University News

Code of conduct review slated for spring

Policy review, which occurs every five years, will follow a 68 percent year-to-year rise in code violations

Contributing Writer
Tuesday, October 7, 2014

The University is preparing for its regular review of the Code of Student Conduct next semester in the context of a sharp increase in the number of code violations from the 2012-2013 academic year to the 2013-2014 academic year, according to the community report released last month by the Office of Student Life.

The total number of violations increased by 68 percent, jumping from 141 reported incidents in the 2012-2013 academic year to 237 reported incidents last year, according to the report.

One hundred sixty-three of these violations were dealt with through Dean’s Hearings, which are reserved for violations that are more serious but do not warrant suspension or a permanent record. The number of these hearings is also up from the previous year, when there were 101, according to the report.

The number of violations fluctuates annually and depends on several factors, said Yolanda Castillo-Appollonio, associate dean for student life. “It is within reason, and we’ve seen big jumps like this in the past,” she said.

One main factor influencing the number of violations is whether the Department of Public Safety reports an incident to the Office of Student Life, Castillo-Appollonio said. Another potential influence is the recent rise in the number of Community Directors, who are in charge of filling out reports for the residents of the buildings they oversee, she added.

Copyright violations due to illegal uploading and downloading may have also affected the fluctuation, as they vary each year and depend on whether companies report incidents to the University, Castillo-Appollonio said.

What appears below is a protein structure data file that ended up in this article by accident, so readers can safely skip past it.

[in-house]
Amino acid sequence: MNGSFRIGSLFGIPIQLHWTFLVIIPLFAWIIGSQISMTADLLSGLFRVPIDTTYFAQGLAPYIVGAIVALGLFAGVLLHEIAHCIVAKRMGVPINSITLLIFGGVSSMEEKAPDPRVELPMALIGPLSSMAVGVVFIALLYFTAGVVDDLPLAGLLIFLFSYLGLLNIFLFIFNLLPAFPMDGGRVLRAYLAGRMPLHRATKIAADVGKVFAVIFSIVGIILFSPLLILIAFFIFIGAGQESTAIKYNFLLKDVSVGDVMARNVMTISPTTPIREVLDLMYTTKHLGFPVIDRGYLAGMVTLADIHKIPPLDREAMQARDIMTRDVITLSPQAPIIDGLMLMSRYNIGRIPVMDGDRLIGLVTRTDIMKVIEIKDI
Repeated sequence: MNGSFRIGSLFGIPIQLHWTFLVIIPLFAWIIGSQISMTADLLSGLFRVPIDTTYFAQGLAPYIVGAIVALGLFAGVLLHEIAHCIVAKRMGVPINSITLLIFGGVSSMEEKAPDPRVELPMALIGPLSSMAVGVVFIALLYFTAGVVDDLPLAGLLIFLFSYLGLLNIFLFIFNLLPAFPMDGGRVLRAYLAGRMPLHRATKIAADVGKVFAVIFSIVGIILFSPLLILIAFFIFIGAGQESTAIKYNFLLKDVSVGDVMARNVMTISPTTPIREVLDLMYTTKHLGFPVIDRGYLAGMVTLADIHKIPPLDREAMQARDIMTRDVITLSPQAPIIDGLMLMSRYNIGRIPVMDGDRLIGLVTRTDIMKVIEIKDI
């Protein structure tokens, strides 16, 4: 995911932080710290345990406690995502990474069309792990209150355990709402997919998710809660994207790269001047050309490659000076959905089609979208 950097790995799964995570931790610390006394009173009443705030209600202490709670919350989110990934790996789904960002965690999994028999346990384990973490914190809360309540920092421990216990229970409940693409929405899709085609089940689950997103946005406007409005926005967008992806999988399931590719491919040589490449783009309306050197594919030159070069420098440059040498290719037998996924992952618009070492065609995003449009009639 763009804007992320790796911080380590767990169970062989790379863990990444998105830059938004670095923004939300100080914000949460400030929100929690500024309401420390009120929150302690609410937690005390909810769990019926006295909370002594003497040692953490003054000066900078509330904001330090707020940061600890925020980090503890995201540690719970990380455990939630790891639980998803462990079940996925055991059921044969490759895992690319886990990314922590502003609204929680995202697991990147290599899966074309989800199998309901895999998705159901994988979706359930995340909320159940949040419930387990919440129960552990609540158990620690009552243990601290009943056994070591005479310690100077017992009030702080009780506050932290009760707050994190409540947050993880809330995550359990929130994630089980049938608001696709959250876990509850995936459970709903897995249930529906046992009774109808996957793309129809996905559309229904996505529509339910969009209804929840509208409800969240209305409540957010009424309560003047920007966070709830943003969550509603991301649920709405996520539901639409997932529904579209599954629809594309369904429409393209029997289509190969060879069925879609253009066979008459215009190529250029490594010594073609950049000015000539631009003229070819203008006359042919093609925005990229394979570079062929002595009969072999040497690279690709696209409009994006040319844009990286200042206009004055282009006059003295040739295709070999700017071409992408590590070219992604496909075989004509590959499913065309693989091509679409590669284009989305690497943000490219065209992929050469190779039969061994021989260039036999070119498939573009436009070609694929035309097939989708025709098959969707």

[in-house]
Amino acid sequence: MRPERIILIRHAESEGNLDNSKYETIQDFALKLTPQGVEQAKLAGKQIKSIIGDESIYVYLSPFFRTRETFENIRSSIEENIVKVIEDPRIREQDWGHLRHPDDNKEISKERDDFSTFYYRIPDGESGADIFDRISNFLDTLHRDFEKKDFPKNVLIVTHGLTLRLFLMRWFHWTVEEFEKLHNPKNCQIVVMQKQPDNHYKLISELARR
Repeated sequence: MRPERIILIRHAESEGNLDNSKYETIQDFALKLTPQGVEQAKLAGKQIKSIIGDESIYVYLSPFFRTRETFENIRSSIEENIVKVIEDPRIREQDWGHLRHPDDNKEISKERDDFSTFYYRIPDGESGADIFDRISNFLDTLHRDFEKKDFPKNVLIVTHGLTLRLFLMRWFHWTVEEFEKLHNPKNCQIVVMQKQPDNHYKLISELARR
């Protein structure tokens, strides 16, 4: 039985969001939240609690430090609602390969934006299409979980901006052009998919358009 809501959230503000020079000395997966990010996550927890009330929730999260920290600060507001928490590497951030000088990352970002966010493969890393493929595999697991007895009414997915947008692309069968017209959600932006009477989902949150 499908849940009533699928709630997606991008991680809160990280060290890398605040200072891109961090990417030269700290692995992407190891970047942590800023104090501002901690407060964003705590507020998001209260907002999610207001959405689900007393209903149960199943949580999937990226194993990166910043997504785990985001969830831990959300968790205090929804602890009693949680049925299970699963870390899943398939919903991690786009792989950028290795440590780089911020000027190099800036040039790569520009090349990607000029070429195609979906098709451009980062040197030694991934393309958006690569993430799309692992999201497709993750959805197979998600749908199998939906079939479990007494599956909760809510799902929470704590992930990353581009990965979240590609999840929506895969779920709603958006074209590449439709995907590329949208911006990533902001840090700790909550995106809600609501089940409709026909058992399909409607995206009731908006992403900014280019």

A task force convenes to review the Code of Student Conduct every five years, with the last review occurring in 2010. The task force this spring will include administrators from the Office of Student Life and will likely seek input from undergraduates involved with the Undergraduate Council of Students, the Brown Center for Students of Color and the Sarah Doyle Women’s Center, as well as graduate and medical students, Castillo-Appollonio said.

“We will do community-wide presentations and take the community’s input before making our final recommendations,” Castillo-Appollonio added.

In response to last spring’s wide-spread discussion of sexual assault, President Christina Paxson decided to appoint a separate task force to review sexual assault policy, The Herald reported at the time.

The separate task force charged with reviewing sexual assault policy will keep the main task force apprised of its progress, said Margaret Klawunn, vice president for campus life and student services.

More sexual assaults have been reported since Bita Shooshani was hired as the Coordinator of Sexual Assault Prevention and Advocacy in 2011, Klawunn added.

But the increase in reported sexual assaults should be viewed in a positive light, since it likely results from an increase in reporting rather than in incidents, Shooshani said.

Shooshani added that she believes students may feel more comfortable reporting incidents to her because “they know they have an advocate” when seeking her support.

“The statistics about the prevalence rates have stayed the same over the years … that one in five women and one in 33 men have experienced sexual assault,” she said.

While more incidents of sexual assault have been reported, the number of reported incidents of sexual misconduct has remained relatively stable since Shooshani assumed her role. There were three reported incidents of sexual misconduct — defined in the report as conduct that “involves non-consensual physical contact of a sexual nature” or “includes one or more of the following: penetration, violent physical force, or injury” — in the 2013-2014 academic year. This number remained consistent with those reported  in the two prior academic years.

  • Kip Sumner

    It’s incredible. The deans run for cover. They do nothing else. They are so stupid that they cannot realize how obvious they are. If they did not have these dean jobs, what might they be doing with their sorry lives?